Ports turn to the sun: towards energy independence with solar panels

Ports have the opportunity to take advantage of their numerous infrastructures to install photovoltaic panels. At the Port of Barcelona, they already crown buildings, and at the Port of Constanza in Romania, panels float on the sea. Thanks to the use of solar energy, ports favour their energy independence, reduce their costs and mitigate their impact on the environment.

Posted on 01.12.2023
Ports such as The Hague have already installed photovoltaic panels in their facilities (Getty Images).

Making the most of their port space: the case of Barcelona

Photovoltaic energy systems are becoming more and more widespread and have a considerably high technological maturity. Their adoption is presented as a very interesting opportunity to leave fossil fuels behind and opt for clean and sustainable systems, something that ports are increasingly taking into account. 

As pointed out in the report 'The new energy landscape: impact on and implications for European ports', by Royal HaskoningDHV, these entities have the opportunity to take advantage of their extensive infrastructures to generate energy. In Spain, and specifically in Barcelona, one of the most efficient solutions due to its weather is to install solar energy panels.

At the port, the race to harness energy from the sun has already begun. "There are currently around seven megawatts of solar energy installed in various concessions and buildings, but the potential is even greater," explains Héctor Calls, head of environmental sustainability at the Port of Barcelona.

"The potential of the installations, taking into account the existing buildings and terminals, is between 90 and 100 megawatts. Therefore, we want to install photovoltaic panels wherever possible, on all surfaces, roofs or esplanades. Our aim is to take advantage of all the solar energy we can generate," Calls explains.

The Port of Barcelona has installed seven megawatts of solar energy in different concessions and buildings (Port de Barcelona).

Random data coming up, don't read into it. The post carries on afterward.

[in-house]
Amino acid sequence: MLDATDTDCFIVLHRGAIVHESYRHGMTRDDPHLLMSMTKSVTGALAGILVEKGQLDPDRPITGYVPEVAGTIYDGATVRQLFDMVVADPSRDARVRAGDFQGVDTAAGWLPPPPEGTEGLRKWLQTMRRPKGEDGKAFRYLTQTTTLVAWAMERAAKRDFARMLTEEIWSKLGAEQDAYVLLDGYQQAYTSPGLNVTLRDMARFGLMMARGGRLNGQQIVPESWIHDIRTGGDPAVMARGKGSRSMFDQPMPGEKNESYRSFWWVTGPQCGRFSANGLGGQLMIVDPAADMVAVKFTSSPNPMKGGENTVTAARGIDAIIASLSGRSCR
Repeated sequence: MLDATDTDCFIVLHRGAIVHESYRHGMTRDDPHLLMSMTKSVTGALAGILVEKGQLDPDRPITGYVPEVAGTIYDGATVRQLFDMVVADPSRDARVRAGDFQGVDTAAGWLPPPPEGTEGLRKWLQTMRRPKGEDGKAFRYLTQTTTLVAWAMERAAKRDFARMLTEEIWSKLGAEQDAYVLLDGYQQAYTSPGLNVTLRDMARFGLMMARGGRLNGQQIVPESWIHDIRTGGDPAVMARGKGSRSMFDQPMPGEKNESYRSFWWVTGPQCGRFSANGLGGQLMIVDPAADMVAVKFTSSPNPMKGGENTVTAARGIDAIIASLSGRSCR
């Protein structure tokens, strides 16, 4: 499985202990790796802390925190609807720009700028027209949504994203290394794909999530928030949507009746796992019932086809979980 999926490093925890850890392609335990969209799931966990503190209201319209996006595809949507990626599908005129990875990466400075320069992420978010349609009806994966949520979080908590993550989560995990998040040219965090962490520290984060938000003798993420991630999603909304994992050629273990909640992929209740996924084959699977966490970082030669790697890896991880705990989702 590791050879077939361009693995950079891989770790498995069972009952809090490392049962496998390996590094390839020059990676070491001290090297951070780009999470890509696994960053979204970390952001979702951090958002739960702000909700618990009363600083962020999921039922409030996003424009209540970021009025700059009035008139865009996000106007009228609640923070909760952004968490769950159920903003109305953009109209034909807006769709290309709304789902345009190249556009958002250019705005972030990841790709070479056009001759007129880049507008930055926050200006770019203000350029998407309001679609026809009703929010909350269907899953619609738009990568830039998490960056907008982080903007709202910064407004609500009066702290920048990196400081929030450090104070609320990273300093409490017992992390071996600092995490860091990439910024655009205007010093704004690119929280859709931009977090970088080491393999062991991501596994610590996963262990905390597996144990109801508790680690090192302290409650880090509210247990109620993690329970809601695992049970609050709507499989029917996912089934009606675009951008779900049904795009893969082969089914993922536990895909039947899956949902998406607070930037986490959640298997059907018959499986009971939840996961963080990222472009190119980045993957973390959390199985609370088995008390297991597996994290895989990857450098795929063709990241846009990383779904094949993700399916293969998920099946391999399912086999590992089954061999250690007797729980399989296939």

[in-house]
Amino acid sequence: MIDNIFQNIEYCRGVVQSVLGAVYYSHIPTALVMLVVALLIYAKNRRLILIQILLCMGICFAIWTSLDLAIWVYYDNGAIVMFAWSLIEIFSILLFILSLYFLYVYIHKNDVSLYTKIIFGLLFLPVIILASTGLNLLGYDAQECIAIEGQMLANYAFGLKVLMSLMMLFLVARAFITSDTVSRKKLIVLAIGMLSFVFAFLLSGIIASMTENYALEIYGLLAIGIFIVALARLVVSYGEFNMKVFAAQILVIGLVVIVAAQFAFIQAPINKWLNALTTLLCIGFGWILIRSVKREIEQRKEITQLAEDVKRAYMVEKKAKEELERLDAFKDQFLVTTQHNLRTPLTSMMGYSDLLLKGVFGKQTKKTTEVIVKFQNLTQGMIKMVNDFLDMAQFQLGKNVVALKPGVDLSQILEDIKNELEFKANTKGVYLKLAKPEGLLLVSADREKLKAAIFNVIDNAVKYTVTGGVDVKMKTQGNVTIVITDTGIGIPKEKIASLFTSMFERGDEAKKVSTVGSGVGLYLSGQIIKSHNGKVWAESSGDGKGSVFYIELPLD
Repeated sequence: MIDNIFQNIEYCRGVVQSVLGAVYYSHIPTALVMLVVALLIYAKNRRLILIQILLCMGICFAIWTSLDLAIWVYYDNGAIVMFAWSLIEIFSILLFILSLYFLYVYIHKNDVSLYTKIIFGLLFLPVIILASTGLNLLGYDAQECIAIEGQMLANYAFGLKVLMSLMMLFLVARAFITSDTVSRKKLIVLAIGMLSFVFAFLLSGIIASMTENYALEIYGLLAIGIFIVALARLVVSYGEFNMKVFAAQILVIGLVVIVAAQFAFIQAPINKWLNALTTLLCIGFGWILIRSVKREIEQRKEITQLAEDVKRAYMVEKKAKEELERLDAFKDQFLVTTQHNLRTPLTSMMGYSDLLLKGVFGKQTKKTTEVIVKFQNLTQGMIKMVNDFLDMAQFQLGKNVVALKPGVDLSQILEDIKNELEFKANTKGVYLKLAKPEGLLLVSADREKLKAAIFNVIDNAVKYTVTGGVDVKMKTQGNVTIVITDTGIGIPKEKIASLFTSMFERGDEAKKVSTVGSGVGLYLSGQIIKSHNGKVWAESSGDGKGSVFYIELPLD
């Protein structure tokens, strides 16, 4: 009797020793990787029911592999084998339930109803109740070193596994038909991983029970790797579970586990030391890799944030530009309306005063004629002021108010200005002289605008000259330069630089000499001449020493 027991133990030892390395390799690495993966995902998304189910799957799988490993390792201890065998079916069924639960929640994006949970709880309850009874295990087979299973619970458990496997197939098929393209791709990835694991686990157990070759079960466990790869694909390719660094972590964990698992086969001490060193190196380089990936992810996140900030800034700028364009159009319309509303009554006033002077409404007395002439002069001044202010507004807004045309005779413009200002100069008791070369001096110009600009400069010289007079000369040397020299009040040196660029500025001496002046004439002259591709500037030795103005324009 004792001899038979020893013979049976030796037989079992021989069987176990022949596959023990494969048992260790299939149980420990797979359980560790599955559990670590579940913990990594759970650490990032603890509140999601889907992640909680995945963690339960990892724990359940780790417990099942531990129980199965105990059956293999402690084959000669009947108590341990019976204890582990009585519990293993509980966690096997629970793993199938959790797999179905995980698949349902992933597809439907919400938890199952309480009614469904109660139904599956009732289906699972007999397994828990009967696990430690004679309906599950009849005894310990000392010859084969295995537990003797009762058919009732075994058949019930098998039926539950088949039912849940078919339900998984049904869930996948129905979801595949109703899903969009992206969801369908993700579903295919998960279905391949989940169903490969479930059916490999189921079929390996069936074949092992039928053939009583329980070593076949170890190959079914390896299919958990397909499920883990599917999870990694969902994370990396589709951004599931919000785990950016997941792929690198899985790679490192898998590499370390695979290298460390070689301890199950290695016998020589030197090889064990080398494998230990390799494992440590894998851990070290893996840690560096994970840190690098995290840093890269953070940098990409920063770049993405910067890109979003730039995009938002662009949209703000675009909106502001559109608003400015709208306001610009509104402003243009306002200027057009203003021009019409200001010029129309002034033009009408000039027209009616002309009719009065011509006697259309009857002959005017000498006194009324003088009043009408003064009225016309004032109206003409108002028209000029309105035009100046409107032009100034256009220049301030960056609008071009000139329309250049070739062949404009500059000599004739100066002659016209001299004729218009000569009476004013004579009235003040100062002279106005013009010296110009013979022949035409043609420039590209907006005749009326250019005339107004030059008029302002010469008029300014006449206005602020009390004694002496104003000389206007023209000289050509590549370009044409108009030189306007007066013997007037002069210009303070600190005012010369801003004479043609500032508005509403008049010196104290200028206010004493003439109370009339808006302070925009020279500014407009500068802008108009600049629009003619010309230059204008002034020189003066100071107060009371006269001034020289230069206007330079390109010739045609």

The Port of Barcelona has already developed projects, others are underway and some point to the future. It recently inaugurated a photovoltaic plant installed in the PIF (Border Inspection Point) area, with more than 700 panels that have the capacity to cover almost half of the building's energy consumption. 

 Barcelona and other ports take advantage of the characteristics of their infrastructures to make the most of renewable energies

Panels that create energy communities

The Port is also carrying out a project within the CREATORS initiative to install solar panels on the Fisherman's Wharf and create energy storage spaces (batteries) to promote self-consumption

For some months now, flexible panels have been installed on the fishermen's cottages. "These are special panels that can adapt, like a carpet, to the shape of the roofs, which are rounded," explains Calls. "The battery and control systems have also been installed, and before the end of the project, we hope to have the pergola that will cover the entire net yard, which will also have solar panels.” 

"This project is very interesting because it has established an energy community in which production and consumption is done locally," explains the Port's head of environmental sustainability. All the energy generated is used both in the buildings themselves and in the adjacent docks.

Several solar panel prototypes are underway, such as this solution incorporating a robust cable in a pilot in the Oslo Fjord (Getty Images).